Shri Datta Swami

Posted on: 18 Sep 2021


Purusha The Ultimate Goal

Note: This article is meant for intellectuals only

[Dr. Nikhil asked: Padanamaskarams Swamiji, I feel the following two verses from the Kaṭha Upaniṣad (3.10–3.11) clearly indicate that awareness is not the ultimate God.

indriyebhyaḥ parā hyarthā arthebhyaśca paraṃ manaḥ .
manasastu parā buddhirbuddherātmā mahān paraḥ .. 10..
mahataḥ paramavyaktamavyaktātpuruṣaḥ paraḥ .
puruṣānna paraṃ kiṃcit sā kāṣṭhā sā parā gatiḥ .. 11..

Beyond the senses (indriyāḥ) are the objects (arthāḥ);
Beyond the objects is the mind (manaḥ);
Beyond the mind is the intellect (buddhiḥ);
Beyond the intellect is the Great Ātman;
Beyond the Great Ātman is the unmanifest (avyaktam);
Beyond the unmanifest is the Puruṣa (unimaginable God).
Beyond the Puruṣa there is nothing: this is the end, the Supreme Goal.

I have tried to understand these verses, however, I am not sure, whether my interpretations are correct. I therefore request You to kindly clarify the meaning of each of the terms and the overall meaning of the verses. Following are some of my observations and interpretations related to these two verses:

Dr. Nikhil said: 1. These verses seem to analyse the Human Incarnation of God and not an ordinary human being. This is because, the Puruṣa, who is beyond the unmanifest (Avyaktam), is found at the end of this analysis. Although even the individual awareness can be said to be Puruṣa, it is not beyond the unmanifest (primordial energy). Only the unimaginable God is beyond the unmanifest. This means that the Puruṣa identified at the end of the analysis must be the unimaginable God. That unimaginable God is only present in a Human Incarnation of God and not in an ordinary human being. The first verse in the third chapter (third Valli) of the Upaniṣad also supports the existence of two Puruṣas (in the same body). It says, “ṛtaṃ pibantau sukṛtasya loke guhāṃ praviṣṭau parame parārdhe. chāyātapau brahmavido vadanti pañcāgnayo ye ca triṇāciketāḥ .. 1..” The same concept is also found in other upaniṣads (Dvā suparṇā…—Muṇḍaka Up. 3.1.1; Śvetaśvatara Up. 4.6).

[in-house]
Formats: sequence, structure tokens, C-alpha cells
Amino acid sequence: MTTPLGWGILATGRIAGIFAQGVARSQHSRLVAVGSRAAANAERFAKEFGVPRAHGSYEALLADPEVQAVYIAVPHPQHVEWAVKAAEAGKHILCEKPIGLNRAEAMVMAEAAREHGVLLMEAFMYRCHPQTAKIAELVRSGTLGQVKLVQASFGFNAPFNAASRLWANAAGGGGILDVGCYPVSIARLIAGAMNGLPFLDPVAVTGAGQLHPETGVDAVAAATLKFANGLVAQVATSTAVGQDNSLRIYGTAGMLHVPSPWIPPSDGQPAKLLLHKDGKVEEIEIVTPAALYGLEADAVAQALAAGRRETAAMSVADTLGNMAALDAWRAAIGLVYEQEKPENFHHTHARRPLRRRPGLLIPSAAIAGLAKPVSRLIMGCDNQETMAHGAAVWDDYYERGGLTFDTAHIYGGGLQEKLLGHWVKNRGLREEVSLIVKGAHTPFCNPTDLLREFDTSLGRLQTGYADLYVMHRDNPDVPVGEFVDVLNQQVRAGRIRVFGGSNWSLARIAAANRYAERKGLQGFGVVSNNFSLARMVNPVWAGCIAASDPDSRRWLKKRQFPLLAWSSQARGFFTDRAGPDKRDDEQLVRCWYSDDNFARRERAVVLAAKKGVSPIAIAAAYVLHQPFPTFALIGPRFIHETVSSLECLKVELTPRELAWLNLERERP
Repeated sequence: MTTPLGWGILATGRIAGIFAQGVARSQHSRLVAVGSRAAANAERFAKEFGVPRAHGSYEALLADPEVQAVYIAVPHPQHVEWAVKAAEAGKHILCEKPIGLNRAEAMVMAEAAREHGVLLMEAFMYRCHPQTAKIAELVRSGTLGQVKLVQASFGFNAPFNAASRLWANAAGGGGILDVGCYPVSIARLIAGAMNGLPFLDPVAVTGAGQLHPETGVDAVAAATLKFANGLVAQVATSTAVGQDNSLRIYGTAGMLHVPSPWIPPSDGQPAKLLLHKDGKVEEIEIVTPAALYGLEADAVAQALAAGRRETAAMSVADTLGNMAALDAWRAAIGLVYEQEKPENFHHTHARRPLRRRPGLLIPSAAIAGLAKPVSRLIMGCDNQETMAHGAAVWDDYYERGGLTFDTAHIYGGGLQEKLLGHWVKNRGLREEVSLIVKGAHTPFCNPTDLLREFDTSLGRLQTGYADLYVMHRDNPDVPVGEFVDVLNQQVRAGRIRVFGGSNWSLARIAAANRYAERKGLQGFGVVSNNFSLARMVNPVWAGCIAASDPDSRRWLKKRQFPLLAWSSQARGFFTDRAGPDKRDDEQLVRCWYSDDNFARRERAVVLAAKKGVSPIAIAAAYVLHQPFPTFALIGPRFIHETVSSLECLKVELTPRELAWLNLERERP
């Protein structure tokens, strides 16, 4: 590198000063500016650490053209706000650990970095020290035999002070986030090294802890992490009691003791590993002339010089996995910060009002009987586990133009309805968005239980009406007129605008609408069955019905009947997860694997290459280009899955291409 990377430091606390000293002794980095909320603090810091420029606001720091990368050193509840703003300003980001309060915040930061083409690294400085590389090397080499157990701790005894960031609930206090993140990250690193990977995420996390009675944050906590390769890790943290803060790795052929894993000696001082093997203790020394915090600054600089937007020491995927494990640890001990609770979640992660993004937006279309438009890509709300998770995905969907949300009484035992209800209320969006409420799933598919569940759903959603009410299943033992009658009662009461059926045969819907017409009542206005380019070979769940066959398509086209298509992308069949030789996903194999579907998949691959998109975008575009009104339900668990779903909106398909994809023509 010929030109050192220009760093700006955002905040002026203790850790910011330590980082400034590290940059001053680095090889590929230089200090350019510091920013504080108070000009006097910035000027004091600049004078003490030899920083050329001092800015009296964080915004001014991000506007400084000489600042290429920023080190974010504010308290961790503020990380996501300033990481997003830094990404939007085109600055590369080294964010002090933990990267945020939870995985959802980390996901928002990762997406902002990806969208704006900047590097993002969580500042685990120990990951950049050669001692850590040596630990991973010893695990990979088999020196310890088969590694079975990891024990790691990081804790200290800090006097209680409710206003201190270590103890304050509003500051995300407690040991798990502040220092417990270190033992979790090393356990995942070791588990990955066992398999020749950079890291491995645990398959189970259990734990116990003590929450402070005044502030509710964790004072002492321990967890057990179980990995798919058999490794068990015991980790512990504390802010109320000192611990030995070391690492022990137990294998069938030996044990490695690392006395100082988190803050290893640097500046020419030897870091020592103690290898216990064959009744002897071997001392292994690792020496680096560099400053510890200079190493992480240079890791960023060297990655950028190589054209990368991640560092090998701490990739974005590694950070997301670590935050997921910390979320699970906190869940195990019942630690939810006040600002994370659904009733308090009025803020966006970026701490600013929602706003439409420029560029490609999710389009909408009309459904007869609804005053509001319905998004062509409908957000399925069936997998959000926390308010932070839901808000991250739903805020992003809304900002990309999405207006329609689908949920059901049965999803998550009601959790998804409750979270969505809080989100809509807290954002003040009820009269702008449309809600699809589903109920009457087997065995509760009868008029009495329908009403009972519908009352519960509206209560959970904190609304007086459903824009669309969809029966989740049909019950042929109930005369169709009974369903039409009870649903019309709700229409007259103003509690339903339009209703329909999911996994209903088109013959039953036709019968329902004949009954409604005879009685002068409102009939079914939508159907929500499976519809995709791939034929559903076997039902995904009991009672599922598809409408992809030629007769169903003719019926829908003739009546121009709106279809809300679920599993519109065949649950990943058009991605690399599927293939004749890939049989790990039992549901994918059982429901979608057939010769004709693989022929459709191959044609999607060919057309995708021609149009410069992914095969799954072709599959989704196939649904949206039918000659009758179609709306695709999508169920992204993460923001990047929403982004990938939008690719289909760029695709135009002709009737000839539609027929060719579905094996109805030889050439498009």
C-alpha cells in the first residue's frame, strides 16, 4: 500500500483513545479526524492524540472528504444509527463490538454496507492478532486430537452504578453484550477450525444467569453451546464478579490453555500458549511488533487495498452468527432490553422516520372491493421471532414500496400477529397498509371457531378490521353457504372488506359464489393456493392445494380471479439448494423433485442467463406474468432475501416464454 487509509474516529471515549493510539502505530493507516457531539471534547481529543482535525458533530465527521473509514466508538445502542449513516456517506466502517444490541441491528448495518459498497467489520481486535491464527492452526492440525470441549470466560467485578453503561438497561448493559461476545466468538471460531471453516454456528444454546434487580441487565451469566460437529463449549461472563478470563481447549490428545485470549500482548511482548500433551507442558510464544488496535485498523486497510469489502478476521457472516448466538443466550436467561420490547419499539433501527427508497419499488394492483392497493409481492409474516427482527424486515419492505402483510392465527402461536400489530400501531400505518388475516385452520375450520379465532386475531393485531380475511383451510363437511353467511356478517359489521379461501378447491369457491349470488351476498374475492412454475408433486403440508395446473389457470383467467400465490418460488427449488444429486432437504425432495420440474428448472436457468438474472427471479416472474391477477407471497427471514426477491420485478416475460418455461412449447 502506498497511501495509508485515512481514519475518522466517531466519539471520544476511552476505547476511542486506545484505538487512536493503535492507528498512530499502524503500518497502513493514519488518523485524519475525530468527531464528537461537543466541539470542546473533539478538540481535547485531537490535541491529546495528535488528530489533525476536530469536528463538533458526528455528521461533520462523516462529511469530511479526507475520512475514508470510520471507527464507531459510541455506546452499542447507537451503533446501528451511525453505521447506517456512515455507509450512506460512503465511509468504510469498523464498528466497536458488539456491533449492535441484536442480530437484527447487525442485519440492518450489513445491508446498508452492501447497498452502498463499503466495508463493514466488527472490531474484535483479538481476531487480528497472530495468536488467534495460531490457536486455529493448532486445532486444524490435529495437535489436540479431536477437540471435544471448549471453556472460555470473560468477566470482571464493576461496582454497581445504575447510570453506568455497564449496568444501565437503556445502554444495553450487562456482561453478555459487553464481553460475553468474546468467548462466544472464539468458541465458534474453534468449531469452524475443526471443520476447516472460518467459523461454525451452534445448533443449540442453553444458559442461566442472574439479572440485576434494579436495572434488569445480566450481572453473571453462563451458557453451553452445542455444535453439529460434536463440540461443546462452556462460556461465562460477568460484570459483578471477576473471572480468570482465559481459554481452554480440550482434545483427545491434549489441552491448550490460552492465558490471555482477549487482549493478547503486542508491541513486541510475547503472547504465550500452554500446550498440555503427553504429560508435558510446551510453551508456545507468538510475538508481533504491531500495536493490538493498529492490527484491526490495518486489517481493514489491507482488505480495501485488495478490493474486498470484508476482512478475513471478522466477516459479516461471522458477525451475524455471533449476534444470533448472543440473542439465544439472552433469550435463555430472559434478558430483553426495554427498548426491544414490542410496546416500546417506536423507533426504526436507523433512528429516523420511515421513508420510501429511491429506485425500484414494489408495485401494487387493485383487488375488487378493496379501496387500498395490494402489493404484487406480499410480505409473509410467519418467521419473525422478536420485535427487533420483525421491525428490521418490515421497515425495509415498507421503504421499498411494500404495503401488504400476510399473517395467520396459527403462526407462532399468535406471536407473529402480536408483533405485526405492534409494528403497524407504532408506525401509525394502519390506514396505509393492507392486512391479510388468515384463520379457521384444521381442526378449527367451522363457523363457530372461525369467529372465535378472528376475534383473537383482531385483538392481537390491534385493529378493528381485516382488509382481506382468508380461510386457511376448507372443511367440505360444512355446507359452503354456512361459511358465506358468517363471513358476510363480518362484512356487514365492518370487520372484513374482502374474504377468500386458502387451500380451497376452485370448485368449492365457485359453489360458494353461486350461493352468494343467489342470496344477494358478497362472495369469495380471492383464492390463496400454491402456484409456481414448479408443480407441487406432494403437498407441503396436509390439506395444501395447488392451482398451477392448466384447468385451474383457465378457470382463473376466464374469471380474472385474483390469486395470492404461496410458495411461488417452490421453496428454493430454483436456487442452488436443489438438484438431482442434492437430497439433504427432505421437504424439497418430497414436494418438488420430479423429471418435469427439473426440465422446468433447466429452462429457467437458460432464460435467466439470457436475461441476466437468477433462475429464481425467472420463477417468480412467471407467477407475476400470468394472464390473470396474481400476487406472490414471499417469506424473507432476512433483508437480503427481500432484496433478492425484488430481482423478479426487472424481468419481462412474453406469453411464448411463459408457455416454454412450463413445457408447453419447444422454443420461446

Swami Replied:- It is a correct conclusion that the description of the human being mentioned in this verse is incarnation, which may be 1st energetic incarnation or subsequent energetic incarnation or subsequent human incarnation. Same situation occurred in the Veda while explaining the 4 states (Jāgrat, Svapna, Suṣupti and Turīya). In that context also, the human incarnation taken as example only satisfies the text.

Dr. Nikhil said: 2. The meaning of ‘Arthāḥ’ is unclear. Arthāḥ do not seem to mean the external objects of the senses. Each of the senses has its own objects, which are sounds, sensations of touch, forms, tastes and smells respectively. If Arthāḥ had meant the external objects of the senses, it would not match the sequence presented in the verses. The sequence of items listed in increasing order of greatness (beyond) seems to be external to internal. If Arthāḥ had meant external objects, the sequence presented in the verses should have been the sense-objects < senses < mind and so on. Hence, an alternative meaning of ārthāḥ is required. I feel, in the given context, the meaning of ārthāḥ should be the identification of the external object. This identification is basically the knowledge or understanding attained on the basis of the sensory signals received from the senses.

Swami Replied:- The word Artha means not only the external object, but also the knowledge of the external object that is identified (Samjñānam) and stored (Smaraṇam) by the awareness. The word Cit stands for general awareness that identifies the object and the word Citta stands for the stored knowledge of the object that can be recollected again. It is told that the word and its meaning are inherently associated (Vāgarthāviva sampṛktau…). Here, the word Artha means not only the object but also the identified knowledge of the object. Name and form (Nāmarūpam) stand for Vāk and Artha respectively. If you take the meaning of Artha as the identified knowledge of the object, the whole subject becomes internal only without touching the external items. Even if you take the entire subject as internal, without external objects, the knowledge of identification of the object does not take place. If the object is absent, there is no identification of the object. However, if you are particular about the subject of internal items only, it is better to take the meaning of the word Artha as the knowledge of identification of the object than mere external object.

Dr. Nikhil said: 3. The mind is said to be greater than this identification, since it is the mind that makes the identification possible. The intellect is superior to the mind because it finally arrives at a decision based on the various options presented by the mind.

Swami Replied:- The awareness starts from mind only and not from inert senses. The senses also become alert and active due to the mind or awareness present in it. However, mind (Manovṛtti) does not go outside the body through senses as told in the early days. The mind is within the body only.